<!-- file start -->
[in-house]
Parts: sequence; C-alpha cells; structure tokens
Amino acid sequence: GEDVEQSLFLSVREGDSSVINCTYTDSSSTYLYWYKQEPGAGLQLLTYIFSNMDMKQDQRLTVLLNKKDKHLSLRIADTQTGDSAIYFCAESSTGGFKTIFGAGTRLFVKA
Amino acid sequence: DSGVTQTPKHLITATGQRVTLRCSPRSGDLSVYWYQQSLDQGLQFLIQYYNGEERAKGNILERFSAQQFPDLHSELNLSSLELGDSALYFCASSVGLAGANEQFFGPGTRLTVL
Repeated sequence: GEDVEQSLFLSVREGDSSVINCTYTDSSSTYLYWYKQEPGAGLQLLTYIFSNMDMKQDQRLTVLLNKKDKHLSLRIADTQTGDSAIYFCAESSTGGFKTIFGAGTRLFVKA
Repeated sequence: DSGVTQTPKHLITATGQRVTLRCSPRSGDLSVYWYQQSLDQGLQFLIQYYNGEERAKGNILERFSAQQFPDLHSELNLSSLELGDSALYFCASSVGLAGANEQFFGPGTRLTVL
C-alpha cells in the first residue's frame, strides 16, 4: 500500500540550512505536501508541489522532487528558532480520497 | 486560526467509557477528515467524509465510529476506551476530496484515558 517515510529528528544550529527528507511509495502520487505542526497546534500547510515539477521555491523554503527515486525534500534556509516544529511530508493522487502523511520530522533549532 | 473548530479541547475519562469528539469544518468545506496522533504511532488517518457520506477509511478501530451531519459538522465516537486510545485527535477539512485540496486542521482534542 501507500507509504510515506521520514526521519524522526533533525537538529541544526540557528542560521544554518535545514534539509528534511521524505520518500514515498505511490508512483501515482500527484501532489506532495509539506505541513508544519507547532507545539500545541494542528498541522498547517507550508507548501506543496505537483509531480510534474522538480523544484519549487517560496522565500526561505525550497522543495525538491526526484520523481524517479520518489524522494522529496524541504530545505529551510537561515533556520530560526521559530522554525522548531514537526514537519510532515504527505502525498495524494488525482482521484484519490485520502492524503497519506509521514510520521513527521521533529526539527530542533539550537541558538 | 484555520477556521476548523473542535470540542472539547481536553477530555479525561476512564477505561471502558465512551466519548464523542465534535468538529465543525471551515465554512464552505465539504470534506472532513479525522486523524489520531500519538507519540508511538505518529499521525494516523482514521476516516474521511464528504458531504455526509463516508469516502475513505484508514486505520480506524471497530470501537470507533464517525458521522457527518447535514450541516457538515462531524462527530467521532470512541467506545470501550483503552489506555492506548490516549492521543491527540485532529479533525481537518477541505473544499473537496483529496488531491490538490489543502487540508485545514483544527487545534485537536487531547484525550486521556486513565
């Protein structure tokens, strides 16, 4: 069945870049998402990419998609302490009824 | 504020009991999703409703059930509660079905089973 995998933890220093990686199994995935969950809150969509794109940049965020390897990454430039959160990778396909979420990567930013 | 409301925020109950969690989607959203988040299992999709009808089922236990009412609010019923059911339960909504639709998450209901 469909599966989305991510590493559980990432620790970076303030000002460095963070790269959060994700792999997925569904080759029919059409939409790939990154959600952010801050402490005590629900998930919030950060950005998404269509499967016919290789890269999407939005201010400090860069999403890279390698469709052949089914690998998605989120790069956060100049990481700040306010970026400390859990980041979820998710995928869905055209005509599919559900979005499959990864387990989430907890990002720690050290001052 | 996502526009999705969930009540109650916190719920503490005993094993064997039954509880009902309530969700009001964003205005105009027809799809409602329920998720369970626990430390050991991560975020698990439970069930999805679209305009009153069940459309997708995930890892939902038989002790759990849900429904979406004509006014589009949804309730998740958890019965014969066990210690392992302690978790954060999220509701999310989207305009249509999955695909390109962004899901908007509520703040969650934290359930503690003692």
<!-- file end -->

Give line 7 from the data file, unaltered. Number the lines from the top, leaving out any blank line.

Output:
C-alpha cells in the first residue's frame, strides 16, 4: 500500500540550512505536501508541489522532487528558532480520497 | 486560526467509557477528515467524509465510529476506551476530496484515558 517515510529528528544550529527528507511509495502520487505542526497546534500547510515539477521555491523554503527515486525534500534556509516544529511530508493522487502523511520530522533549532 | 473548530479541547475519562469528539469544518468545506496522533504511532488517518457520506477509511478501530451531519459538522465516537486510545485527535477539512485540496486542521482534542 501507500507509504510515506521520514526521519524522526533533525537538529541544526540557528542560521544554518535545514534539509528534511521524505520518500514515498505511490508512483501515482500527484501532489506532495509539506505541513508544519507547532507545539500545541494542528498541522498547517507550508507548501506543496505537483509531480510534474522538480523544484519549487517560496522565500526561505525550497522543495525538491526526484520523481524517479520518489524522494522529496524541504530545505529551510537561515533556520530560526521559530522554525522548531514537526514537519510532515504527505502525498495524494488525482482521484484519490485520502492524503497519506509521514510520521513527521521533529526539527530542533539550537541558538 | 484555520477556521476548523473542535470540542472539547481536553477530555479525561476512564477505561471502558465512551466519548464523542465534535468538529465543525471551515465554512464552505465539504470534506472532513479525522486523524489520531500519538507519540508511538505518529499521525494516523482514521476516516474521511464528504458531504455526509463516508469516502475513505484508514486505520480506524471497530470501537470507533464517525458521522457527518447535514450541516457538515462531524462527530467521532470512541467506545470501550483503552489506555492506548490516549492521543491527540485532529479533525481537518477541505473544499473537496483529496488531491490538490489543502487540508485545514483544527487545534485537536487531547484525550486521556486513565